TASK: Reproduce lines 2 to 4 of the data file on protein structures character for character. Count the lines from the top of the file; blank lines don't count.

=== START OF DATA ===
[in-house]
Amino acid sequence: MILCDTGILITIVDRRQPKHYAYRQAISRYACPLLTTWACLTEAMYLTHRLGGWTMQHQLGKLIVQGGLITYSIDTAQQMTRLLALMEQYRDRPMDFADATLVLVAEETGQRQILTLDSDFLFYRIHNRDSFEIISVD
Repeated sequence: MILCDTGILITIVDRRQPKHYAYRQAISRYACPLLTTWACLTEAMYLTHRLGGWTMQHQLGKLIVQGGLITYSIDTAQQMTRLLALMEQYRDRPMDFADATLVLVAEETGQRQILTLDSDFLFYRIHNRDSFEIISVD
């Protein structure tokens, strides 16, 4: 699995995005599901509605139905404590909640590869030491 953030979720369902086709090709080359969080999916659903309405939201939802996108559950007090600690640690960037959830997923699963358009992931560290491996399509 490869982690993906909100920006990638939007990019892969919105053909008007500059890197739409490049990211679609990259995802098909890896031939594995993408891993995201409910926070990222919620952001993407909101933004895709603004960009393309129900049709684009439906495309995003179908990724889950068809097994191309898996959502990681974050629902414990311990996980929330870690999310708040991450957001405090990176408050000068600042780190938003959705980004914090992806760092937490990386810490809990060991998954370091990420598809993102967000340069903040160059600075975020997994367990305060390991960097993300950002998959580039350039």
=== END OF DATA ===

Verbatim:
Amino acid sequence: MILCDTGILITIVDRRQPKHYAYRQAISRYACPLLTTWACLTEAMYLTHRLGGWTMQHQLGKLIVQGGLITYSIDTAQQMTRLLALMEQYRDRPMDFADATLVLVAEETGQRQILTLDSDFLFYRIHNRDSFEIISVD
Repeated sequence: MILCDTGILITIVDRRQPKHYAYRQAISRYACPLLTTWACLTEAMYLTHRLGGWTMQHQLGKLIVQGGLITYSIDTAQQMTRLLALMEQYRDRPMDFADATLVLVAEETGQRQILTLDSDFLFYRIHNRDSFEIISVD
């Protein structure tokens, strides 16, 4: 699995995005599901509605139905404590909640590869030491 953030979720369902086709090709080359969080999916659903309405939201939802996108559950007090600690640690960037959830997923699963358009992931560290491996399509 490869982690993906909100920006990638939007990019892969919105053909008007500059890197739409490049990211679609990259995802098909890896031939594995993408891993995201409910926070990222919620952001993407909101933004895709603004960009393309129900049709684009439906495309995003179908990724889950068809097994191309898996959502990681974050629902414990311990996980929330870690999310708040991450957001405090990176408050000068600042780190938003959705980004914090992806760092937490990386810490809990060991998954370091990420598809993102967000340069903040160059600075975020997994367990305060390991960097993300950002998959580039350039």